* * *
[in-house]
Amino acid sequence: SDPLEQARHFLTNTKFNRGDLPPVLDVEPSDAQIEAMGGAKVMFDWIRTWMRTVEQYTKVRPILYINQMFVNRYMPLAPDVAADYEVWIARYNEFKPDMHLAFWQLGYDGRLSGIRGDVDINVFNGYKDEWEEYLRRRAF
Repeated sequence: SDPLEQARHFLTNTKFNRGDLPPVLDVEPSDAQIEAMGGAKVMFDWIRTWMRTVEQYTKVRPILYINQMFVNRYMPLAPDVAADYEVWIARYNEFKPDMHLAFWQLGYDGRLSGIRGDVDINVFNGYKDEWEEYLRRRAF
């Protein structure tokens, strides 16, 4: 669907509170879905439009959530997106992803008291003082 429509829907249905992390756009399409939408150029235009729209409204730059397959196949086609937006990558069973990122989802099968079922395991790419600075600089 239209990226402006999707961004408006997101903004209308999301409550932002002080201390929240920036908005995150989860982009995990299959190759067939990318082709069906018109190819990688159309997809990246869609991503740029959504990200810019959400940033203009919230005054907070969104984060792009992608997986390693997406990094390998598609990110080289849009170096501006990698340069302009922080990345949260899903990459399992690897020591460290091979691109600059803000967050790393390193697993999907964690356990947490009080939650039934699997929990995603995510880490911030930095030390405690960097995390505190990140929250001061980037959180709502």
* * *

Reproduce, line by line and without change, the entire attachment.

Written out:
[in-house]
Amino acid sequence: SDPLEQARHFLTNTKFNRGDLPPVLDVEPSDAQIEAMGGAKVMFDWIRTWMRTVEQYTKVRPILYINQMFVNRYMPLAPDVAADYEVWIARYNEFKPDMHLAFWQLGYDGRLSGIRGDVDINVFNGYKDEWEEYLRRRAF
Repeated sequence: SDPLEQARHFLTNTKFNRGDLPPVLDVEPSDAQIEAMGGAKVMFDWIRTWMRTVEQYTKVRPILYINQMFVNRYMPLAPDVAADYEVWIARYNEFKPDMHLAFWQLGYDGRLSGIRGDVDINVFNGYKDEWEEYLRRRAF
């Protein structure tokens, strides 16, 4: 669907509170879905439009959530997106992803008291003082 429509829907249905992390756009399409939408150029235009729209409204730059397959196949086609937006990558069973990122989802099968079922395991790419600075600089 239209990226402006999707961004408006997101903004209308999301409550932002002080201390929240920036908005995150989860982009995990299959190759067939990318082709069906018109190819990688159309997809990246869609991503740029959504990200810019959400940033203009919230005054907070969104984060792009992608997986390693997406990094390998598609990110080289849009170096501006990698340069302009922080990345949260899903990459399992690897020591460290091979691109600059803000967050790393390193697993999907964690356990947490009080939650039934699997929990995603995510880490911030930095030390405690960097995390505190990140929250001061980037959180709502």